The cast is excellent, for they amplify their mostly simple roles with their talents and presences. I must confess that I had underestimated Chris Evans before watching his electrifying performance in “Puncture”(2011), and I am confirmed here again here that he can do a lot more than playing Captain America. There is a haunting moment when Curtis reveals his dark side to other character, and Evans is captivating to watch as conveying us the unspeakable horror remaining inside his character’s heart only with his performance.
The rest of the cast are equally memorable in their respective roles. Tilda Swinton gloriously embraces her despicable character with the attitude of mean British headmistress, and she is fearless as usual in throwing herself into the hammy side of her character. Jamie Bell, Octavia Spencer, and Ewen Bremner are some of more distinctive characters in the tail compartments, and John Hurt, a wonderful British actor who has always been suitable for playing a shabby intellectual since “Midnight Express”(1978) and “1984”(1984), instantly draws our attraction whenever he appears with remaining limbs. As the Colonel Kurtz/Oz the Great and Powerful of the movie, Ed Harris is as good as expected during his eventual appearance around the finale, and Song Kang-ho and Ko Ah-seong hold their own places while getting along well with their fellow performers(some of their dialogues are Korean, but the translator equipment comes handy to other characters in the train, so we can accept the scenes where one character speaks in Korean while the other speaking in English).
This year has been particularly interesting for South Korean audiences because three of their leading film directors attempted to make movies outside their usual territory. While Bong Joon-ho was making “Snowpiercer”, Kim Jee-woon made a pulpy B-action film with Arnold Schwartzenegger in “The Last Stand”(2013) as he wanted, and Park Chan-wook made a tense coming-of-age drama in “Stoker”(2013), which is as stylishly disturbing as his previous films. The degree of success is various in each case, but all prove that they are skillful directors who can wield their styles and talents even when making movies outside South Korea with a different language.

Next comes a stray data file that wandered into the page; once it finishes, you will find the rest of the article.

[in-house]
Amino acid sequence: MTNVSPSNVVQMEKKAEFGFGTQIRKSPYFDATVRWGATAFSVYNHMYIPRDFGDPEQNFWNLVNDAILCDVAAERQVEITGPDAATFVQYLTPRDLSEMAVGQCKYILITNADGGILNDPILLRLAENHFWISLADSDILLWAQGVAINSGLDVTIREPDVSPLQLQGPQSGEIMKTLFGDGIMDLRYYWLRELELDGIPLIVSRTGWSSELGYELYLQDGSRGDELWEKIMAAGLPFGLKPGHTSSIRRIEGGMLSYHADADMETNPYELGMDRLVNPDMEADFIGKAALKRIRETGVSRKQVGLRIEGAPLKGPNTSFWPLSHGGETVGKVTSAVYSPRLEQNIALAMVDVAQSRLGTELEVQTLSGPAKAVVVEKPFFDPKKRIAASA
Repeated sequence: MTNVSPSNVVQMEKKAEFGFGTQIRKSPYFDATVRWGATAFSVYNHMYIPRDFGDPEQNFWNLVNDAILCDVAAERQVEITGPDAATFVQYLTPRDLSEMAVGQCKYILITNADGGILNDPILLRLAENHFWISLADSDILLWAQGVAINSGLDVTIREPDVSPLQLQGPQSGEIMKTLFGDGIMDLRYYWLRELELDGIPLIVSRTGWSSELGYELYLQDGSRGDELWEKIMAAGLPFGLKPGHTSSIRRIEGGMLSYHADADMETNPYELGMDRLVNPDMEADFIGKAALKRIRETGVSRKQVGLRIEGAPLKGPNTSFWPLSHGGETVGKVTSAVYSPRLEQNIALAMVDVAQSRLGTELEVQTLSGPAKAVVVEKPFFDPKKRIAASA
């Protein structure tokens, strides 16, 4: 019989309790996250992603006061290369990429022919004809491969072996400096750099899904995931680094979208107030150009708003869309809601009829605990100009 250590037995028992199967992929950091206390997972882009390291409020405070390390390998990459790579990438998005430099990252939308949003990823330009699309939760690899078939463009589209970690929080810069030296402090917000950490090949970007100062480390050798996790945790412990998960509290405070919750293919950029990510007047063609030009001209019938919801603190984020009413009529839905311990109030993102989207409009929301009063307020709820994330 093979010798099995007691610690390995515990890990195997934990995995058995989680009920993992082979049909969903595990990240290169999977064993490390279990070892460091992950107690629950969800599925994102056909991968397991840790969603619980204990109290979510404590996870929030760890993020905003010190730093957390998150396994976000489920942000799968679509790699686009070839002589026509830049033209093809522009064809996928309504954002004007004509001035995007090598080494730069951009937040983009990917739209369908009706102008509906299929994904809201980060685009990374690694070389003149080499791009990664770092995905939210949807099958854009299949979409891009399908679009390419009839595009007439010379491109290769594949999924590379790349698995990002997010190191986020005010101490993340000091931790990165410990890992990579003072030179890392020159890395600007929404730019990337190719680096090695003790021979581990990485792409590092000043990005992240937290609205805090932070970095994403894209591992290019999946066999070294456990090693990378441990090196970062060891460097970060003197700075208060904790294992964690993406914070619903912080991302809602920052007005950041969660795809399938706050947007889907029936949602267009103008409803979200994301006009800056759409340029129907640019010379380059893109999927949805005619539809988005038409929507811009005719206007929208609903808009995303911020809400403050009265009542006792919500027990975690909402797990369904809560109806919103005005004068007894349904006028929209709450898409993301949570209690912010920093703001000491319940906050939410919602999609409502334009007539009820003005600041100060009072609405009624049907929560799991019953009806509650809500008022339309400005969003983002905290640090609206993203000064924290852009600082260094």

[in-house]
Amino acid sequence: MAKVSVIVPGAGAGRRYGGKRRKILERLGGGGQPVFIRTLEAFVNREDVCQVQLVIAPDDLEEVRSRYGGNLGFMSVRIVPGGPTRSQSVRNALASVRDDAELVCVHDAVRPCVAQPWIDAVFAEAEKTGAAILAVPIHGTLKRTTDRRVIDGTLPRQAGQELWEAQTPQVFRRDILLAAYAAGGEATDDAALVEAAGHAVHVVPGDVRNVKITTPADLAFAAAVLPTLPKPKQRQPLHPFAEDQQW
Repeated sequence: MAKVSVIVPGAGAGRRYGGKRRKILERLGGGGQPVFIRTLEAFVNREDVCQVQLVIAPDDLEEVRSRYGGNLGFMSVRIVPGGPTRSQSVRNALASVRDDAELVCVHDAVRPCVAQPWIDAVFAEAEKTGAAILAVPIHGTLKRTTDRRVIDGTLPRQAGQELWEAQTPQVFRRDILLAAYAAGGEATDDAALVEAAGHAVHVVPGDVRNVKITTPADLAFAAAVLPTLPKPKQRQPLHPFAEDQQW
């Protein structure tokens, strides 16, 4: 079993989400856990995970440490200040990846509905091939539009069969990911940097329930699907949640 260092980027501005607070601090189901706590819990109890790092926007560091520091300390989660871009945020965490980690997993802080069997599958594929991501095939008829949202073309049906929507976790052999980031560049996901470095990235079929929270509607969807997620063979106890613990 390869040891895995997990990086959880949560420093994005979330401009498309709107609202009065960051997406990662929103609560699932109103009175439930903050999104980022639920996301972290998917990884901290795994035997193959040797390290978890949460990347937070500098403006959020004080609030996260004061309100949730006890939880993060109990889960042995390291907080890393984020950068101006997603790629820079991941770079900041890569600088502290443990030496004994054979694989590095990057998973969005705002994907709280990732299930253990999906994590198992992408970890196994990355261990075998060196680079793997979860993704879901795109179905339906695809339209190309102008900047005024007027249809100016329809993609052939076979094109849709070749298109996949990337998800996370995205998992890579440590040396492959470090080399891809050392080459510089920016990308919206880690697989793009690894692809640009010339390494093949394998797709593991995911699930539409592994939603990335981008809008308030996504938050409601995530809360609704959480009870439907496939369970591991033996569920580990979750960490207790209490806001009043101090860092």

I admired Bong Joon-ho’s works for many reasons since I became a little more serious movie audience, and one of them is the unpredictability in his choice. He made me both laugh and cringe in a deadpan black comedy “Barking Dogs Never Bite”(2000), and then he played me like piano in his great country thriller film “Memories of Murder”(2003), and then he surprised me with monster film “The Host”(2006), and then he came back to another country thriller “Mother”(2009).
With “Snowpiercer”, he made another surprising choice, and he successfully solidifies his status again as one of great South Korean directors. The movie is as good as it can be as a science fiction story, and its problematic aspects on the story level can easily be overlooked while you are entertained by its wonderful sights. I still wonder about how the hell the train in the movie can run so fast and so long for more than 10 years, but, folks, how can possibly our hearts not be excited by the sight of this fantastic train zipping around the snowy post-apocalyptic world, especially if it is loaded with many things to admire and enjoy?
Sidenote(2013/08/06): I heard later that the movie was acquired by the Weinstein company for the distribution in US, UK, South Africa, New Zealand, and Australia. According to this news, the company will probably butcher it by trimming at least 20 minutes. Please check the running time when the movie is released at the local theaters near your place, and avoid it if it is a truncated version shorter than 126-min. To be frank with you, there is nothing to cut in the film even though it is not perfect.